[From the fall/winter 2014 issue of The Fifth Estate (#392): http://www.fifthestate.org/archive/392-fallwinter-2014/logistical-anarch... || Available as an epub, and in different print formats via The Anarchist Library: http://theanarchistlibrary.org/library/jeff-shantz-logistical-anarchism ]
Social resistance has reached a certain impasse, a conundrum as nation states impose austerity as an extended regime of governance throughout social life.
Published November 28, 2014 by Zero Books!
a new book from Jeff Shantz & Jordon Tomblin
This article appeared on the blog BORDER CRIMINOLOGIES: Foreigners in a Carceral Age (July'14). Click here to read the full piece, with the links >> Available at: http://bordercriminologies.law.ox.ac.uk/hidden-away-canada
Serious questions have been raised about immigration detention practices in Canada and the violations of human rights occurring within the system. Highly secretive, with little in the way of public accountability, the immigration detention system has recently been prised open a little with the release of a report by the advocacy group End Immigration Detention Network (EIDN). This post examines some of the serious problems associated with, and concerns raised over, detention practices in Canada in light of (and beyond) the EIDN report.
The Canadian state is one of a few liberal democracies in highly industrialized economies to use regular prisons to hold non-citizens in administrative detention despite recognized international human rights norms against the use of criminal facilities for functions related to immigration detention. As in the UK and Australia, there is no maximum period for which people can be detained. In 2011, a report prepared by University of Ottawa professor Delphine Nakache for the UN’s Refugee Agency criticized the Canadian state for its practices of holding immigration detainees in provincial jails in violation of international law.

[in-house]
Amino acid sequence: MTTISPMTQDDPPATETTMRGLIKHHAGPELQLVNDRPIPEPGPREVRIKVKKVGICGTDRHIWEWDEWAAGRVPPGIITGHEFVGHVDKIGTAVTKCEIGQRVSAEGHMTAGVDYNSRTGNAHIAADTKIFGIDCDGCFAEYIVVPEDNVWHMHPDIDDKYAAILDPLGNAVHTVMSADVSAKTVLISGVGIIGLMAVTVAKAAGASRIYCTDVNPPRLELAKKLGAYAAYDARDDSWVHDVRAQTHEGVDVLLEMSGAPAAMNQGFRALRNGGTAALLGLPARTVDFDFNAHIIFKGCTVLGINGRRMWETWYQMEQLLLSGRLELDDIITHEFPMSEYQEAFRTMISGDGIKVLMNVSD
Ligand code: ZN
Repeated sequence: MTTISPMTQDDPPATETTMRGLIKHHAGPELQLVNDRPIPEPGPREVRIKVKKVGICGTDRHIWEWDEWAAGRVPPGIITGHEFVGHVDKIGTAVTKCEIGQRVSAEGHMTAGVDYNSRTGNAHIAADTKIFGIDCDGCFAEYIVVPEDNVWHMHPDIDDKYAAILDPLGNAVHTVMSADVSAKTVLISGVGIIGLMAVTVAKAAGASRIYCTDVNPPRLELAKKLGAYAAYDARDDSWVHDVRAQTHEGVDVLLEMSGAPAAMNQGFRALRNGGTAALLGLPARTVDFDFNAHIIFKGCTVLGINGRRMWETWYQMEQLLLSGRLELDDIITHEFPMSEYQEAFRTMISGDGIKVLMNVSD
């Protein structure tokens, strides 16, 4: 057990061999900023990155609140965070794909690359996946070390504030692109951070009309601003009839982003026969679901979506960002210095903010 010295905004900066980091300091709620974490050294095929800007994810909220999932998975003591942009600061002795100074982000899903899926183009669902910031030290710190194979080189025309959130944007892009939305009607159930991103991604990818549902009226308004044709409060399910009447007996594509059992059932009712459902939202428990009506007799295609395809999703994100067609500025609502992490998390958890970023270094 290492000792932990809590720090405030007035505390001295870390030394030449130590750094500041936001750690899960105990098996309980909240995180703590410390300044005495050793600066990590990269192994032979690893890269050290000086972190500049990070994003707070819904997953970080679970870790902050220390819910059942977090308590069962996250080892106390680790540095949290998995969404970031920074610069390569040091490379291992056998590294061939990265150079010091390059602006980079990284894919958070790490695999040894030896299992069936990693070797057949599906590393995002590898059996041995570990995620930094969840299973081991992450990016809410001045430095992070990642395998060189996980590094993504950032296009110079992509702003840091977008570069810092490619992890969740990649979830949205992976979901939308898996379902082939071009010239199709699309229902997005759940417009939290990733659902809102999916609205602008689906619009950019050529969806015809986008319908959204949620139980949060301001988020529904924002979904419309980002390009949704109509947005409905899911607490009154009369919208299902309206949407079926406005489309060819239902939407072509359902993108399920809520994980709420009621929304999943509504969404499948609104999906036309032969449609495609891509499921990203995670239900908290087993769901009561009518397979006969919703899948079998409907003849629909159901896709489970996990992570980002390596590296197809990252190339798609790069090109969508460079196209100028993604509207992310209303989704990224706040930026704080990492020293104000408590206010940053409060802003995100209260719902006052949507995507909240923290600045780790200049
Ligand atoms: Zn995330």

[ Continue reading here... ]
The criminalization of dissent has been a
common feature of neo-liberal governance in the
current period of capitalist globalization. It has
accompanied various structural adjustment and
free trade policies as the required force to impose
such programs on unwilling publics. Police
violence has been a constant feature of
alternative globalization demonstrations.
Examples of escalating state attacks on
opponents of global capital include tear gas
attacks; use of rubber bullets and concussion
grenades; illegal searches and seizures;
surveillance and beatings of arrestees; and, most
by Jeff Shantz
Brooklyn, NY: punctum books, 2013.
As capitalist societies in the twenty-first century move from crisis to crisis, oppositional movements in the global North have been somewhat stymied (despite ephemeral manifestations like Occupy), confronted with the pressing need to develop organizational infrastructures that might prepare the ground for a real, and durable, alternative.
More and more, the need to develop shared infrastructural resources — what Shantz terms “infrastructures of resistance” — becomes apparent. Ecological disaster (through crises of capital), economic crisis, political austerity, and mass produced fear and phobia all require organizational preparation — the common building of real world alternatives.